Great speeches by women, decade by decade 1970-2023 — Part 2
I've gone through the Speakola library and found some great speeches by women, decade by decade, since 1910. This is part two which will take us from 1970 to the present.
Part 1 was released earlier this week and featured Nellie McLung, Margaret Sanger, Dolores Ibárruri, Jessie Street, Margaret Chase Smith and Shirley Chisholm.
Gloria Steinem: 'It really is a revolution', Address to the Women of America - 10th July 1971
I’ve searched and searched for the full transcript of this one, but no luck online. Steinem became famous as a co-founder of Ms. magazine and one of the leading feminist voices of the second wave. She is a world class speaker and journalist, her gonzo piece on working as a bunny at the Playboy Club in New York in 1963 is a classic of the genre. This is perhaps her most famous speech, and this the fragment that is always quoted:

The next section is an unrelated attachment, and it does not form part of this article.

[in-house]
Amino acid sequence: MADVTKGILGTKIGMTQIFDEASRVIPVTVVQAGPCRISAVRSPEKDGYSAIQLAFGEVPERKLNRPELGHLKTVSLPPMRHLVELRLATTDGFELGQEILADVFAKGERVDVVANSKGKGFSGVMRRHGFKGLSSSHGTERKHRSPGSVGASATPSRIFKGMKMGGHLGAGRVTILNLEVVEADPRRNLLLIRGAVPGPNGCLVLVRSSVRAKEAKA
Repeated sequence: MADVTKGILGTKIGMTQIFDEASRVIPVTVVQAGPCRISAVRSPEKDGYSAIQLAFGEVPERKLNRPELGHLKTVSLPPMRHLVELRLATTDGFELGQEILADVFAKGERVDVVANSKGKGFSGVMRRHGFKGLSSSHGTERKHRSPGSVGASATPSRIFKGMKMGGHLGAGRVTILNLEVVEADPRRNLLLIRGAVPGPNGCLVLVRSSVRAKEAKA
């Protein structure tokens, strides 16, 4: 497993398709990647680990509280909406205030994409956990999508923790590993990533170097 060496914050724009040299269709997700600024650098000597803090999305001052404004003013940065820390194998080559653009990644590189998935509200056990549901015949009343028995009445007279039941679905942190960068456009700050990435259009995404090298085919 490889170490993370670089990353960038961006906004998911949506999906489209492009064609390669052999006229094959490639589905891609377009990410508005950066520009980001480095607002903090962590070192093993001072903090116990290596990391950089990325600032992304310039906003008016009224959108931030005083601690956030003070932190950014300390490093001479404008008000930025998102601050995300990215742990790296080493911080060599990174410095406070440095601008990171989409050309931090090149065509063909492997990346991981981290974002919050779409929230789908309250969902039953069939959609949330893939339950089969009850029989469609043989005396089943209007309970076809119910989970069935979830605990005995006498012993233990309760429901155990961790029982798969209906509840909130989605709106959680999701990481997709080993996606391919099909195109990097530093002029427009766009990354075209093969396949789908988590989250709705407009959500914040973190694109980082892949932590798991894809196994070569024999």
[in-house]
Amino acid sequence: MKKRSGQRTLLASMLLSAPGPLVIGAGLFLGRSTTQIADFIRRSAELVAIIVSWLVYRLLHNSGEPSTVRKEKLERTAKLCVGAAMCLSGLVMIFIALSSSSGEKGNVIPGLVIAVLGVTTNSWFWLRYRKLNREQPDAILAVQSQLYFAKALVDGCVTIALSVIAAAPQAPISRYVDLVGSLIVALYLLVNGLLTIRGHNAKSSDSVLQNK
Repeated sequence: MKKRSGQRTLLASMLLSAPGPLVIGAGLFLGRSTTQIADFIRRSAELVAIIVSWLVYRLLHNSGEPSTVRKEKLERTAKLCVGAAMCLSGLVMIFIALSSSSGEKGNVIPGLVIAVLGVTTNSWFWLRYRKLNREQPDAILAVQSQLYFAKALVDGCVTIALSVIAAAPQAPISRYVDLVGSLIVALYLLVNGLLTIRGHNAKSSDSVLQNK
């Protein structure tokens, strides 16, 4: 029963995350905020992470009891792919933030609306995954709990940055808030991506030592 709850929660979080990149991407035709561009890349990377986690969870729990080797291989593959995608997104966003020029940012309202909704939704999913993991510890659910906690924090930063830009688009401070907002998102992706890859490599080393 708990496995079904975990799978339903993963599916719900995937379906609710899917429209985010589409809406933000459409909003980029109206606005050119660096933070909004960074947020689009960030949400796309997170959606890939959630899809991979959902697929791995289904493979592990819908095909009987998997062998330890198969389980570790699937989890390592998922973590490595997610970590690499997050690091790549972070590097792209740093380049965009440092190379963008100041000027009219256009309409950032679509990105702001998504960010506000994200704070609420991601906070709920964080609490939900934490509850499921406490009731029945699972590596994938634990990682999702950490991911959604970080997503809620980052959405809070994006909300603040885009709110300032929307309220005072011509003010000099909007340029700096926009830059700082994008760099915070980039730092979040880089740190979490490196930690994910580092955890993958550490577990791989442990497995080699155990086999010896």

This is no simple reform. It really is a revolution. Sex and race because they are easy and visible differences have been the primary ways of organizing human beings into superior and inferior groups and into the cheap labor on which this system still depends. We are talking about a society in which there will be no roles other than those chosen or those earned. We are really talking about humanism.
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Ursula Le Guin: 'We are volcanoes' commencement, Bryn Mawr, May 1986
Ursula Le Guin was a science fiction writer, a creator of universes, and like the best authors of that genre, had an extraordinary understanding of her own world. Bryn Mawr College is a women’s liberal arts college in Pennsylvania, and when Le Guin delivered ‘we are volcanoes’ in 1986, she hit on the hard truths of gender oppression, and in particular the language of power, which she called ‘the father tongue’:
Our schools and colleges, institutions of the patriarchy, generally teach us to listen to people in power, men or women speaking the father tongue; and so they teach us not to listen to the mother tongue, to what the powerless say, poor men, women, children: not to hear that as valid discourse.